|The Right Honourable
Sir John Gordon Sprigg
|Prime Minister of the Cape Colony|
18 June 1900 – 21 February 1904
|Preceded by||William Philip Schreiner|
|Succeeded by||Leander Starr Jameson|
13 January 1896 – 13 October 1898
|Preceded by||Cecil John Rhodes|
|Succeeded by||William Philip Schreiner|
25 November 1886 – 16 July 1890
Henry Brougham Loch
|Preceded by||Thomas Upington|
|Succeeded by||Cecil John Rhodes|
6 February 1878 – 8 May 1881
|Governor||Henry Bartle Frere|
|Preceded by||Sir John Molteno|
|Succeeded by||Thomas Charles Scanlen|
|Born||John Gordon Sprigg
|Died||4 February 1913
Cape Town, Cape Province
 Early life
Sprigg was born in Ipswich, England, into a strongly Puritan family. His father was a pastor and his strictly conservative up-bringing had a lifelong effect on Sprigg's values (until the end of his life, one of Sprigg's proudest claims was that his ancestor had been one of Oliver Cromwell's chaplains).
He was educated at Ipswich School, as well as a series of other private schools. He started his career in a shipbuilder’s office, and then switched jobs to become a reporter. However, his fragile health caused him to emigrate to the Cape Colony in 1858 to recuperate, and here he decided to settle. He bought a farm in what was known at the time as British Kaffraria (near what is today East London), and began to get involved in local politics.
His newly acquired property lay near the Cape's frontier, and was therefore surrounded by a large population of non-Christian Xhosa people – whom Sprigg regarded with considerable suspicion. This led him to become very concerned about issues of frontier security, and he regularly prioritised such issues in his political career.
 Political career
In 1873, he became the member of the Cape Parliament for East London.
He notably ran the Commission for Frontier Defense which recommended that the defence of the Cape Colony be separately administered for the Eastern and Western halves of the Colony and (ominously) that the Cape's defences be racially segregated. Both suggestions were rejected outright by the Prime Minister at the time, John Molteno, a strong advocate of racial and regional unity in the Cape.
Sprigg nonetheless joined Molteno's movement for responsible government, and in June 1875 he added his voice to those of other prominent local politicians (such as Saul Solomon, John X. Merriman and Molteno himself) in condemning as impractical Lord Carnarvon's ill-advised scheme to confederate southern Africa under British rule. Lord Carnarvon nevertheless pushed ahead and replaced the Cape governor with his own political ally Henry Bartle Frere with the intent of forcing the region into confederation, and Sprigg, along with fellow parliamentarian John Paterson, prudently re-aligned themselves as pro-federalists.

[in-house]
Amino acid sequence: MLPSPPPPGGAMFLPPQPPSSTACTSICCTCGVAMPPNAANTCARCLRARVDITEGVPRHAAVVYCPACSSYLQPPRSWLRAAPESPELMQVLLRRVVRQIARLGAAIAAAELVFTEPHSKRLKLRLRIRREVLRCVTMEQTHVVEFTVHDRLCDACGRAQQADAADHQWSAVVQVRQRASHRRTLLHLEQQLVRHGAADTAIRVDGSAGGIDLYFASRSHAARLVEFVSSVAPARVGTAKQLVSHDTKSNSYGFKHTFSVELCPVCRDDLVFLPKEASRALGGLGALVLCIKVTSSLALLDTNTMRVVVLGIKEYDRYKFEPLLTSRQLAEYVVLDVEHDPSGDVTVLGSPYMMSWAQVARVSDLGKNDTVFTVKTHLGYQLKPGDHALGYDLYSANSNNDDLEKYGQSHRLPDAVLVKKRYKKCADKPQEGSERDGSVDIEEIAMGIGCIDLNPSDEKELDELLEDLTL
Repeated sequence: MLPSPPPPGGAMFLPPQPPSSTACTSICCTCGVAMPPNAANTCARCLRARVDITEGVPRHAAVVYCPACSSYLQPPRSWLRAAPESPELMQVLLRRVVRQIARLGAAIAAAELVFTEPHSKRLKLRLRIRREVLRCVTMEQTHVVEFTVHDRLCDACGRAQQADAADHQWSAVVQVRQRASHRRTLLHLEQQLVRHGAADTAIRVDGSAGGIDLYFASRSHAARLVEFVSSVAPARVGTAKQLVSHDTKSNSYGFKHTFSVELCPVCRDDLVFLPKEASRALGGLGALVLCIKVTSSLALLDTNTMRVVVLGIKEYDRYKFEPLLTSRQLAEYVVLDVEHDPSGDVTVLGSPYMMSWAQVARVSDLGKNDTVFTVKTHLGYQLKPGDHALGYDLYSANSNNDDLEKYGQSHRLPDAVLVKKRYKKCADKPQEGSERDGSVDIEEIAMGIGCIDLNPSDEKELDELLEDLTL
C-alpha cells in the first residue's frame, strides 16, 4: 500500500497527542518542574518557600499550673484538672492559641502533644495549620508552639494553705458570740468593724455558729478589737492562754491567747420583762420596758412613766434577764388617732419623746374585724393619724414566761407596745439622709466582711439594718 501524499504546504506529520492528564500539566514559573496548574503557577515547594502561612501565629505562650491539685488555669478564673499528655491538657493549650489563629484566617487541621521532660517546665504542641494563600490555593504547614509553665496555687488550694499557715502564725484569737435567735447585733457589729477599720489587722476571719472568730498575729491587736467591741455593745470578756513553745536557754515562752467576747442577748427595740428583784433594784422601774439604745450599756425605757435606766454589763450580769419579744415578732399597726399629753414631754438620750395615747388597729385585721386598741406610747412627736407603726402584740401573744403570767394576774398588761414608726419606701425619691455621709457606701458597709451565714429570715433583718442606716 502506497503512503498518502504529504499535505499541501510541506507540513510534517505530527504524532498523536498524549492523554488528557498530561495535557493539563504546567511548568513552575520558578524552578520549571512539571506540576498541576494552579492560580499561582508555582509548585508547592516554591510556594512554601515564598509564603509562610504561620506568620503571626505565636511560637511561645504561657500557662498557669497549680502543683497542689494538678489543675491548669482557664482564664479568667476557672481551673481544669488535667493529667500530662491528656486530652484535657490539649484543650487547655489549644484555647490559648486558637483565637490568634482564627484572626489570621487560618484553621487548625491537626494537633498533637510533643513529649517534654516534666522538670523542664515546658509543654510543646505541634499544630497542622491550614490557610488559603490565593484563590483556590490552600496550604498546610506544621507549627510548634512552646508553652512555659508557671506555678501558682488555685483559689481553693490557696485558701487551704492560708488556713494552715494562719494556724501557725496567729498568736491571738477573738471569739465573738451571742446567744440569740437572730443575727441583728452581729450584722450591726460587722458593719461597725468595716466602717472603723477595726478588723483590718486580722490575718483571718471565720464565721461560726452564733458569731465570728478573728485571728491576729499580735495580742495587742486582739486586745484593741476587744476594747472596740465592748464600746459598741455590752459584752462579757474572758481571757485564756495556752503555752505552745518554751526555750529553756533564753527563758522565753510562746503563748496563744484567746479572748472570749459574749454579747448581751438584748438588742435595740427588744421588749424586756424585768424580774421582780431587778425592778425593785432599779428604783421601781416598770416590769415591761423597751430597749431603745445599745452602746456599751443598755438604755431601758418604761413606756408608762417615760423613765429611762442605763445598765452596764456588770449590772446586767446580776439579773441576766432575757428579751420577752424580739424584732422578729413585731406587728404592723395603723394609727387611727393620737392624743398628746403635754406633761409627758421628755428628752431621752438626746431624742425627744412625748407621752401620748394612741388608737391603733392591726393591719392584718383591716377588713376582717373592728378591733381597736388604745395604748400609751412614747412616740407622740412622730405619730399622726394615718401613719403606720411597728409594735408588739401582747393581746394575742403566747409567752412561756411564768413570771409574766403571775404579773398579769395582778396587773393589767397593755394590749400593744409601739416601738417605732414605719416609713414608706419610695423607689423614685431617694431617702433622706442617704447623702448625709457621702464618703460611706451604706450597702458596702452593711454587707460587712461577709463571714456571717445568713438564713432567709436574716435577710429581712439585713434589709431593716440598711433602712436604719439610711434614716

As the machinations began for bringing the neighbouring states into the British confederation, tensions between the British Empire and the Cape government increased. Molteno himself had a deep suspicion of British interference in southern Africa, citing what he believed to be its incompetence and injustice, and he stubbornly obstructed British deployment of imperial troops against the neighbouring Xhosa. Offers of titles and threats of dismissal failed to persuade him to back down, and an inevitable collision loomed between the Cape government and the British Empire. 
 First Ministry (1878-1881)
In 1878, Governor Frere appealed to the authority of the British Colonial Office to suspend the elected Cape government, and assumed direct control of the country. Frere immediately appointed Sprigg, his closest local ally, as the new Prime Minister and Colonial Secretary.
Frere had appointed Sprigg on condition that he supported confederation, so Sprigg dutifully began making arrangements for a "Federal Conference" in June 1880. However, local Cape opposition to it was so strong and widespread that Sprigg had to give up on the idea. Elsewhere in southern Africa, Frere's attempts to enforce confederation were sparking wars with the Xhosa, the Zulu Kingdom, the Pedi and the Transvaal Republic. A consequence of this was that Sprigg was Prime Minister during the disastrous First Boer War (1880–1881). This period also saw massive spending on defence and the accumulation of a large government debt.
Unlike the relatively mixed and inclusive government of his predecessor, Sprigg's was an exclusively British ministry, dominated by pro-imperialist English politicians. Sprigg's harsh "native policy" involved calling in British Imperial troops to suppress Black African resistance, the confiscation of traditional lands, and the expansion of white settlement into Black African territory. This policy eventually crushed and subsumed the last independent Xhosa state, but led to the 1880 Transkeian Rebellion and a further string of conflicts elsewhere in southern Africa.